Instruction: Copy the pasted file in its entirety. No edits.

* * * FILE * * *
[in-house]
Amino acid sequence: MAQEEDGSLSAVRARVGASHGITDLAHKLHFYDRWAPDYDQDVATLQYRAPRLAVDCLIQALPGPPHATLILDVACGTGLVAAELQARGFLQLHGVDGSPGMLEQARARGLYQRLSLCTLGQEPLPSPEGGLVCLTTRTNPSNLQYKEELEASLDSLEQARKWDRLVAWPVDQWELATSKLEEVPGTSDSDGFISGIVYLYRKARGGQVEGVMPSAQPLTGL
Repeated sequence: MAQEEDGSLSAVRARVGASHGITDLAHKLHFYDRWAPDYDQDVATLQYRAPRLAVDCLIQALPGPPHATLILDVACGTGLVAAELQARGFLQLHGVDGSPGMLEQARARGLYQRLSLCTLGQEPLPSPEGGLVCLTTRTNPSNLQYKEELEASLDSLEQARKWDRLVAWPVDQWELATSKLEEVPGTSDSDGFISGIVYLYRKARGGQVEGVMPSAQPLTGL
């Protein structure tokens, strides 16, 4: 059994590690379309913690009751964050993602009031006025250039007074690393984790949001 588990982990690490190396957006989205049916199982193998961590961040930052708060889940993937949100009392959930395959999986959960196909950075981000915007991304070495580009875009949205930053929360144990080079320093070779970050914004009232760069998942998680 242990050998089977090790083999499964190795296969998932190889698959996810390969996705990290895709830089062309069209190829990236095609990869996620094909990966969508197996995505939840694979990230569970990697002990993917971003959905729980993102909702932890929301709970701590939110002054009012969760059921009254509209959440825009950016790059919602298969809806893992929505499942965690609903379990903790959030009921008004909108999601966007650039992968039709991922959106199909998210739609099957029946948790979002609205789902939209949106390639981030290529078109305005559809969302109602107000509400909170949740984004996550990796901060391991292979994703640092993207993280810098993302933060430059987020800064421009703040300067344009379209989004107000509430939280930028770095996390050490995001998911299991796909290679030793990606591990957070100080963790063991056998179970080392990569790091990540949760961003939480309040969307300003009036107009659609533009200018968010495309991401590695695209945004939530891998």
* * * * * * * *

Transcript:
[in-house]
Amino acid sequence: MAQEEDGSLSAVRARVGASHGITDLAHKLHFYDRWAPDYDQDVATLQYRAPRLAVDCLIQALPGPPHATLILDVACGTGLVAAELQARGFLQLHGVDGSPGMLEQARARGLYQRLSLCTLGQEPLPSPEGGLVCLTTRTNPSNLQYKEELEASLDSLEQARKWDRLVAWPVDQWELATSKLEEVPGTSDSDGFISGIVYLYRKARGGQVEGVMPSAQPLTGL
Repeated sequence: MAQEEDGSLSAVRARVGASHGITDLAHKLHFYDRWAPDYDQDVATLQYRAPRLAVDCLIQALPGPPHATLILDVACGTGLVAAELQARGFLQLHGVDGSPGMLEQARARGLYQRLSLCTLGQEPLPSPEGGLVCLTTRTNPSNLQYKEELEASLDSLEQARKWDRLVAWPVDQWELATSKLEEVPGTSDSDGFISGIVYLYRKARGGQVEGVMPSAQPLTGL
């Protein structure tokens, strides 16, 4: 059994590690379309913690009751964050993602009031006025250039007074690393984790949001 588990982990690490190396957006989205049916199982193998961590961040930052708060889940993937949100009392959930395959999986959960196909950075981000915007991304070495580009875009949205930053929360144990080079320093070779970050914004009232760069998942998680 242990050998089977090790083999499964190795296969998932190889698959996810390969996705990290895709830089062309069209190829990236095609990869996620094909990966969508197996995505939840694979990230569970990697002990993917971003959905729980993102909702932890929301709970701590939110002054009012969760059921009254509209959440825009950016790059919602298969809806893992929505499942965690609903379990903790959030009921008004909108999601966007650039992968039709991922959106199909998210739609099957029946948790979002609205789902939209949106390639981030290529078109305005559809969302109602107000509400909170949740984004996550990796901060391991292979994703640092993207993280810098993302933060430059987020800064421009703040300067344009379209989004107000509430939280930028770095996390050490995001998911299991796909290679030793990606591990957070100080963790063991056998179970080392990569790091990540949760961003939480309040969307300003009036107009659609533009200018968010495309991401590695695209945004939530891998």